First Advisor

Melanie Mitchell

Date of Publication


Document Type


Degree Name

Doctor of Philosophy (Ph.D.) in Electrical and Computer Engineering


Electrical and Computer Engineering




Imaging systems in medicine, Diagnostic imaging, Image analysis, Computer vision in medicine



Physical Description

1 online resource (xviii, 138 p.) : ill. (some col.)


Advances in medical imaging technology have led to the acquisition of large number of images in different modalities. On some of these images the boundaries of key organs need to be accurately identified for treatment planning and diagnosis. This is typically performed manually by a physician who uses prior knowledge of organ shapes and locations to demarcate the boundaries of organs. Such manual segmentation is subjective, time consuming and prone to inconsistency. Automating this task has been found to be very challenging due to poor tissue contrast and ill-defined organ/tissue boundaries. This dissertation presents a genetic algorithm for combining representations of learned information such as known shapes, regional properties and relative location of objects into a single framework in order to perform automated segmentation. The algorithm has been tested on two different datasets: for segmenting hands on thermographic images and for prostate segmentation on pelvic computed tomography (CT) and magnetic resonance (MR) images. In this dissertation we report the results of segmentation in two dimensions (2D) for thermographic images; and two as well as three dimensions (3D) for pelvic images. We show that combining multiple features for segmentation improves segmentation accuracy as compared with segmentation using single features such as texture or shape alone.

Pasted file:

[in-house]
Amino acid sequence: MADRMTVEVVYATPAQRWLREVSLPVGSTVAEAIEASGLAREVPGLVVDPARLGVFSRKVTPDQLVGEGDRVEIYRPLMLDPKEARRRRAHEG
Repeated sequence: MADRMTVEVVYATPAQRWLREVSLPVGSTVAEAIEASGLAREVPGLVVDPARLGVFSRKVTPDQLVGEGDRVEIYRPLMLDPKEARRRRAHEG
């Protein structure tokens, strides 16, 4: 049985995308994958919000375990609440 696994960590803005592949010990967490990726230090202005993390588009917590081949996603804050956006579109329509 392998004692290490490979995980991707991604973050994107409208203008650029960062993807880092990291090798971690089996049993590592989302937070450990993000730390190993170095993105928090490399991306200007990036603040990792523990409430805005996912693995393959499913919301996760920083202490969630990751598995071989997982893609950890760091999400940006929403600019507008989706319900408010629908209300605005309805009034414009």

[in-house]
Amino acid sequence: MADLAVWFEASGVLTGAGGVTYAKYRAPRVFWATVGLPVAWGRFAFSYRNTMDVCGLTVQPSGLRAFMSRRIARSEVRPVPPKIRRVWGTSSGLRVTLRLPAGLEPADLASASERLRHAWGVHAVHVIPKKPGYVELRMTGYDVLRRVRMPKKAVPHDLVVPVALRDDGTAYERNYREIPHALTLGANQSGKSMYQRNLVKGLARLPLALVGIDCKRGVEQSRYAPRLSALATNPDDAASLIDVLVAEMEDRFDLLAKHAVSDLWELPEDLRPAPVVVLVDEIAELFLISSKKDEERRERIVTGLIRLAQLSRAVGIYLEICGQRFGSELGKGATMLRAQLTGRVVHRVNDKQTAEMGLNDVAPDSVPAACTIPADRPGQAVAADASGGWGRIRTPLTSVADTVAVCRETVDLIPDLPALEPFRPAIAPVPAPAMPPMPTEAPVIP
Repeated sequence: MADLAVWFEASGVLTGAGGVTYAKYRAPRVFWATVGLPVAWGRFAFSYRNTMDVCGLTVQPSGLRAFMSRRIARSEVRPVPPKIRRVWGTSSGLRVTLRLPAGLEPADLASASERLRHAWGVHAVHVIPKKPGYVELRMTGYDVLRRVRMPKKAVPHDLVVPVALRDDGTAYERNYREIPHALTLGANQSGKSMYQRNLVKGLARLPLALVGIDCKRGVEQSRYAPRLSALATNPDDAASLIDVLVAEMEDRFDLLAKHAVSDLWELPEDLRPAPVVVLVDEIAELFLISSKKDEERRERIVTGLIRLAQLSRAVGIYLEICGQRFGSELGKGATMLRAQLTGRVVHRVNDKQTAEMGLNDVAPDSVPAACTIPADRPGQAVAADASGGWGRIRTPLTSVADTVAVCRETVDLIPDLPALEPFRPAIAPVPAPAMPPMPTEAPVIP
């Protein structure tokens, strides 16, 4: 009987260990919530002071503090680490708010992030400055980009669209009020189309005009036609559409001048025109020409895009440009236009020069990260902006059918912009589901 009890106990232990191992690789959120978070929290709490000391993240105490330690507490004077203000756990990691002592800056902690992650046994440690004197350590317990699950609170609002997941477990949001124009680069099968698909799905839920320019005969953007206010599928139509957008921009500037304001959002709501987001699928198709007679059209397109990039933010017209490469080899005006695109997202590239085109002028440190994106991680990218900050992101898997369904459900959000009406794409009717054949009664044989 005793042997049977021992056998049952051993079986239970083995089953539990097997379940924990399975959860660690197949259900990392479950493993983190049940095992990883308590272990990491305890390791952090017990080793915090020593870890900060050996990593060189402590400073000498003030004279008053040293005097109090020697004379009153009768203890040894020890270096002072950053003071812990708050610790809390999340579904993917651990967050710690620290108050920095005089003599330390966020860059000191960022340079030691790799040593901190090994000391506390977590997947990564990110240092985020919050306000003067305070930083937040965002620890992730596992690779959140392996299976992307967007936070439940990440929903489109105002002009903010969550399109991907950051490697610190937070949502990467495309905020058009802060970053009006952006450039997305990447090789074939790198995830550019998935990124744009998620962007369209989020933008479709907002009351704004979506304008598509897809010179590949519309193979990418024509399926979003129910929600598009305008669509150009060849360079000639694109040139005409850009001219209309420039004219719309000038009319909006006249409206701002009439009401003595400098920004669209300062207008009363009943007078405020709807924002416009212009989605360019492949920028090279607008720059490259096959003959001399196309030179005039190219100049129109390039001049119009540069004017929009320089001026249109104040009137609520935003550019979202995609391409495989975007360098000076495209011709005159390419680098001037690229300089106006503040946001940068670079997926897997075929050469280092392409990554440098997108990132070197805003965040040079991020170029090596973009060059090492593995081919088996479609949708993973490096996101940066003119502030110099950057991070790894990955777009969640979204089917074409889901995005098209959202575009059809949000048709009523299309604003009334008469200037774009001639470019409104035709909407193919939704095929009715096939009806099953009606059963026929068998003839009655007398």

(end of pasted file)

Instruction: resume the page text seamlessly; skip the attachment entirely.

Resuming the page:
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Portland State University. Dept. of Electrical and Computer Engineering

Persistent Identifier